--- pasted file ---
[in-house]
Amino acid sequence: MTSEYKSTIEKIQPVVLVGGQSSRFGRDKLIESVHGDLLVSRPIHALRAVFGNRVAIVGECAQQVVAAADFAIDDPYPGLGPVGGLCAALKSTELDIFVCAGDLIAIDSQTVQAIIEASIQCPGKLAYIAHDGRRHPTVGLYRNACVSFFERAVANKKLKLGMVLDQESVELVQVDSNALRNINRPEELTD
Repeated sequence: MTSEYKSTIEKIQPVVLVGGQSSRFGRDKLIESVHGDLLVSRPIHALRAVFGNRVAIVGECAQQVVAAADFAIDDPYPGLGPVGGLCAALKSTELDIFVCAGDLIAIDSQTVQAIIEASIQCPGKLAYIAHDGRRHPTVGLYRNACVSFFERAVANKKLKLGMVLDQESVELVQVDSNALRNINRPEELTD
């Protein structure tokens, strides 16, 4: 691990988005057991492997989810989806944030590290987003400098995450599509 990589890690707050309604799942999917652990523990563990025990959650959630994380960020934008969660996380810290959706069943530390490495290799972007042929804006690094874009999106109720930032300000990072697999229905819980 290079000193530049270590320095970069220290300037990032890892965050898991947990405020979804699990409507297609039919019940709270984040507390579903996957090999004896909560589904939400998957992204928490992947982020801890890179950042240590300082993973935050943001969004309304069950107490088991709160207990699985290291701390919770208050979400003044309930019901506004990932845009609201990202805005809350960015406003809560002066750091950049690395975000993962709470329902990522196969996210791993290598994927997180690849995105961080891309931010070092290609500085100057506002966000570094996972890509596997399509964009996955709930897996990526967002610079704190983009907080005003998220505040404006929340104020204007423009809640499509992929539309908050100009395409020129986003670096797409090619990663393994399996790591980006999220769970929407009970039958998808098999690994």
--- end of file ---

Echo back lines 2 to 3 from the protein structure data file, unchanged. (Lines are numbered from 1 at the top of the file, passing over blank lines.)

Amino acid sequence: MTSEYKSTIEKIQPVVLVGGQSSRFGRDKLIESVHGDLLVSRPIHALRAVFGNRVAIVGECAQQVVAAADFAIDDPYPGLGPVGGLCAALKSTELDIFVCAGDLIAIDSQTVQAIIEASIQCPGKLAYIAHDGRRHPTVGLYRNACVSFFERAVANKKLKLGMVLDQESVELVQVDSNALRNINRPEELTD
Repeated sequence: MTSEYKSTIEKIQPVVLVGGQSSRFGRDKLIESVHGDLLVSRPIHALRAVFGNRVAIVGECAQQVVAAADFAIDDPYPGLGPVGGLCAALKSTELDIFVCAGDLIAIDSQTVQAIIEASIQCPGKLAYIAHDGRRHPTVGLYRNACVSFFERAVANKKLKLGMVLDQESVELVQVDSNALRNINRPEELTD